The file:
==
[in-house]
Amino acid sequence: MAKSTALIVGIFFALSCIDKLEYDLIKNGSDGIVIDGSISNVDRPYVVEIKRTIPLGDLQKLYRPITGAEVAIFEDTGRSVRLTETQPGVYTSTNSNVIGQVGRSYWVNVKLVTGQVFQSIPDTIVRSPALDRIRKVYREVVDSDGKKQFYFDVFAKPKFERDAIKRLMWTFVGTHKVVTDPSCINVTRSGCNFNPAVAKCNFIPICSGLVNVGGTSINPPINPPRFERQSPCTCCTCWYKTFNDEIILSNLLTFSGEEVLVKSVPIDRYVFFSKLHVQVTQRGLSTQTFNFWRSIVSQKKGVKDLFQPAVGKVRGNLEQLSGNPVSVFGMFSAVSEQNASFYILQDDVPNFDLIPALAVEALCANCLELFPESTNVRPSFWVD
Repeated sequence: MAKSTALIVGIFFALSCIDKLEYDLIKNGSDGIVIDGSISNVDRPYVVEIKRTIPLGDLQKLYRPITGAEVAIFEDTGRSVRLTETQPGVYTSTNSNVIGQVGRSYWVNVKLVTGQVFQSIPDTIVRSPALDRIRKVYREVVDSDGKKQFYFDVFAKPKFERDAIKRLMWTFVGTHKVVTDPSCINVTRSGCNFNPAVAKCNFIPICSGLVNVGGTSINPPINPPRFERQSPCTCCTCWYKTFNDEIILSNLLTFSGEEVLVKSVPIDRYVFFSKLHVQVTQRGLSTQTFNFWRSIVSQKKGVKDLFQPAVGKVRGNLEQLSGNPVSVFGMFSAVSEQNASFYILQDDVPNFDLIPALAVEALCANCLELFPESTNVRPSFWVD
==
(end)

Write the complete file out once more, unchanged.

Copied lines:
[in-house]
Amino acid sequence: MAKSTALIVGIFFALSCIDKLEYDLIKNGSDGIVIDGSISNVDRPYVVEIKRTIPLGDLQKLYRPITGAEVAIFEDTGRSVRLTETQPGVYTSTNSNVIGQVGRSYWVNVKLVTGQVFQSIPDTIVRSPALDRIRKVYREVVDSDGKKQFYFDVFAKPKFERDAIKRLMWTFVGTHKVVTDPSCINVTRSGCNFNPAVAKCNFIPICSGLVNVGGTSINPPINPPRFERQSPCTCCTCWYKTFNDEIILSNLLTFSGEEVLVKSVPIDRYVFFSKLHVQVTQRGLSTQTFNFWRSIVSQKKGVKDLFQPAVGKVRGNLEQLSGNPVSVFGMFSAVSEQNASFYILQDDVPNFDLIPALAVEALCANCLELFPESTNVRPSFWVD
Repeated sequence: MAKSTALIVGIFFALSCIDKLEYDLIKNGSDGIVIDGSISNVDRPYVVEIKRTIPLGDLQKLYRPITGAEVAIFEDTGRSVRLTETQPGVYTSTNSNVIGQVGRSYWVNVKLVTGQVFQSIPDTIVRSPALDRIRKVYREVVDSDGKKQFYFDVFAKPKFERDAIKRLMWTFVGTHKVVTDPSCINVTRSGCNFNPAVAKCNFIPICSGLVNVGGTSINPPINPPRFERQSPCTCCTCWYKTFNDEIILSNLLTFSGEEVLVKSVPIDRYVFFSKLHVQVTQRGLSTQTFNFWRSIVSQKKGVKDLFQPAVGKVRGNLEQLSGNPVSVFGMFSAVSEQNASFYILQDDVPNFDLIPALAVEALCANCLELFPESTNVRPSFWVD